In Oklahoma, this isn’t just theoretical. Corporal punishment is legal in the state and school officials take advantage of that:
Oklahoma educators reported using physical discipline 3,968 times during the 2017-18 school year, according to the most recent federal data available from the Office of Civil Rights of the U.S. Department of Education. The federal government reported that corporal punishment was administered at more than 1,800 Oklahoma schools.
Ultimately, the Sunday School teacher who routinely cites the Bible to defend horrible policies used his power to defeat a bill so that more vulnerable students could be hurt just a little more. He’s the sort of guy who wants to protect kids from learning about systemic racism while making sure teachers have the option to beat students with disabilities.
All because his Christian faith taught him that abuse is more important than compassion.
What the actual f$@k?
I was once – for various reasons – attached to a unit that taught kids with disabilities. Mostly Downs syndrome, but some others, one of which was not only pretty much incapable of speech – maybe even thought – but was also blind pretty much. I asked the person in charge what we were doing for this guy, and they said giving him stimulus to help him achieve his potential. Which was fair enough except of course the potential was very, very limited. So we gave him different things to touch and to listen to – occasionally brought a smile to his face. But that's what we did along with giving the parents a bit of a rest.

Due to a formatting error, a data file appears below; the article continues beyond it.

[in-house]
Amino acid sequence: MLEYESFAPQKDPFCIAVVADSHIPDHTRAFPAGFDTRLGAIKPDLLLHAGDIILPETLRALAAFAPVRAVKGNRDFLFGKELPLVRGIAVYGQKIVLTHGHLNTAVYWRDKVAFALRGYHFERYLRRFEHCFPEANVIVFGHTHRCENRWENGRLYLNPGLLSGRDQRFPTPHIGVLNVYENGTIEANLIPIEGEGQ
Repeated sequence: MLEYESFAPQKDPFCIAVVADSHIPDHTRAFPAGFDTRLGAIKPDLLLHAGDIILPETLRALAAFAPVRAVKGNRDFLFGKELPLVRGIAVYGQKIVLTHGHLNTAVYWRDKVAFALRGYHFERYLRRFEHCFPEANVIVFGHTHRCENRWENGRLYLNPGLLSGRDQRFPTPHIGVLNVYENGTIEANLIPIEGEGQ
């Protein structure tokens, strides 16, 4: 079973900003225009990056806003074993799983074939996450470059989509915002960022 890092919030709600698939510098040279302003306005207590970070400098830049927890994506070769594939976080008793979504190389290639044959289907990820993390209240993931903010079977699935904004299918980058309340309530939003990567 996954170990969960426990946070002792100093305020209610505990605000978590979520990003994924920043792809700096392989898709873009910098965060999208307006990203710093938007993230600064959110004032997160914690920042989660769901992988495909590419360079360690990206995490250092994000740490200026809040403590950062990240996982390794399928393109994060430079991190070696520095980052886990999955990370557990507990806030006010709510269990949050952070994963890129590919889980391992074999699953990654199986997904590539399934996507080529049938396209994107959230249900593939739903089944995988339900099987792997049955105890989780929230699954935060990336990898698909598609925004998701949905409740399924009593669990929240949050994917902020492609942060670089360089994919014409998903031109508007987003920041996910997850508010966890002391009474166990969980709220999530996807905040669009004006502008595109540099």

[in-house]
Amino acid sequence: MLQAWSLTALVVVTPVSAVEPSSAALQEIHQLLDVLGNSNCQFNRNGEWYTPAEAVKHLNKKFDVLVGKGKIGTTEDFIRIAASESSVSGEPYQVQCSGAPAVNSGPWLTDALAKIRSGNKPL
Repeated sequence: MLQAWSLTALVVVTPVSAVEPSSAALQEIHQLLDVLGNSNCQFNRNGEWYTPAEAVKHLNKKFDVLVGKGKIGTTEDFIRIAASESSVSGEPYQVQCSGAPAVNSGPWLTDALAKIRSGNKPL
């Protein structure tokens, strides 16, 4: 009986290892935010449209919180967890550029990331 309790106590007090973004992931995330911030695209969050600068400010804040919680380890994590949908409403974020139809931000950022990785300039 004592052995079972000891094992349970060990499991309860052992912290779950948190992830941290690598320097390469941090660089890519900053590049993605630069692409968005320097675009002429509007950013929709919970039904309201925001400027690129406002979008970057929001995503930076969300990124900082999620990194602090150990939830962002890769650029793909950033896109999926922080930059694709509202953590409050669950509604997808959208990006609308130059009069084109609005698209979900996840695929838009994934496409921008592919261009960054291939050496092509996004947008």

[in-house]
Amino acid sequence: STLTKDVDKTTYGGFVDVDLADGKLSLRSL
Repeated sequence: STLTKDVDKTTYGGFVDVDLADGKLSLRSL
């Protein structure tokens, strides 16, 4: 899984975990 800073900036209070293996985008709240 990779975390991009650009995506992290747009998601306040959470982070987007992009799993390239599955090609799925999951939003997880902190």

And I never saw anyone hit one of the kids at all. Sometimes you had to restrain them when they lost their temper, and they were often really strong. But I was there for whole year and not one of them was ever hit. Some of them I would maintain would be incapable of connecting the hit to the behaviour. Not many but some. It's the crudest form of behaviour modification I can think of.
I was hit when I was a kid, (it was the 50s after all) although my dad was pretty much sparing of the rod. I was – two or three times a year perhaps – caned at school. And contrary to people who say "it never did me any harm", it never did me any damn good. Except to learn how to avoid it and that wasn't necessarily by being good.